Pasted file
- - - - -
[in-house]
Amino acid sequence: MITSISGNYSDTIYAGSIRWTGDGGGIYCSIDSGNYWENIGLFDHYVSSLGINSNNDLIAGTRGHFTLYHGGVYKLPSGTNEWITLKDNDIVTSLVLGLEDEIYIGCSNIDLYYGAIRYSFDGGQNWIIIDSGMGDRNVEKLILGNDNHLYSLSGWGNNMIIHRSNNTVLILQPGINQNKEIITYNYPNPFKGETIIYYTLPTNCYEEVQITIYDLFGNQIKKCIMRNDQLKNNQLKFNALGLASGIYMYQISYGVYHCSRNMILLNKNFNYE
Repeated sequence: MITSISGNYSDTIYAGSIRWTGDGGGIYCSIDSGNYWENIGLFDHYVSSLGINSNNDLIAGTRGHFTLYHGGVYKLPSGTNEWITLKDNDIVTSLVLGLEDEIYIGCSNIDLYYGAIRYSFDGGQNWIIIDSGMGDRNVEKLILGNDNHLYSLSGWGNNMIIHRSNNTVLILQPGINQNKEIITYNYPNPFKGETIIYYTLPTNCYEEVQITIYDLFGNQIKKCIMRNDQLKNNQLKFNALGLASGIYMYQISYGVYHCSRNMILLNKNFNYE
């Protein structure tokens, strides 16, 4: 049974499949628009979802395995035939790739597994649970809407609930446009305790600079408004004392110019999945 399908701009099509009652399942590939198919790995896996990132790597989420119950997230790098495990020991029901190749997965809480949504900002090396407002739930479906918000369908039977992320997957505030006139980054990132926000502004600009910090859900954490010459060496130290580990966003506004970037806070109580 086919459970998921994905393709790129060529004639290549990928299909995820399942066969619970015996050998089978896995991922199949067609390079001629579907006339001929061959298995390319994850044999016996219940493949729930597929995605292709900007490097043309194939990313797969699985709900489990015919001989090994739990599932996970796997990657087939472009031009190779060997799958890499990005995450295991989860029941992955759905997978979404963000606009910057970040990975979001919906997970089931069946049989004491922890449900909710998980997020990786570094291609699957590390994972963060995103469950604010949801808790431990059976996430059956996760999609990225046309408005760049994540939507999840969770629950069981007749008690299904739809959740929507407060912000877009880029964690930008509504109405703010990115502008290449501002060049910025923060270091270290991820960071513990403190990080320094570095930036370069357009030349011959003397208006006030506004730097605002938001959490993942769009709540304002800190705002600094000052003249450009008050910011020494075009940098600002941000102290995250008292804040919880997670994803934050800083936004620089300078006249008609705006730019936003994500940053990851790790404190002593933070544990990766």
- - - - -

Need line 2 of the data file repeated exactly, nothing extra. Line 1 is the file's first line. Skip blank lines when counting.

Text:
Amino acid sequence: MITSISGNYSDTIYAGSIRWTGDGGGIYCSIDSGNYWENIGLFDHYVSSLGINSNNDLIAGTRGHFTLYHGGVYKLPSGTNEWITLKDNDIVTSLVLGLEDEIYIGCSNIDLYYGAIRYSFDGGQNWIIIDSGMGDRNVEKLILGNDNHLYSLSGWGNNMIIHRSNNTVLILQPGINQNKEIITYNYPNPFKGETIIYYTLPTNCYEEVQITIYDLFGNQIKKCIMRNDQLKNNQLKFNALGLASGIYMYQISYGVYHCSRNMILLNKNFNYE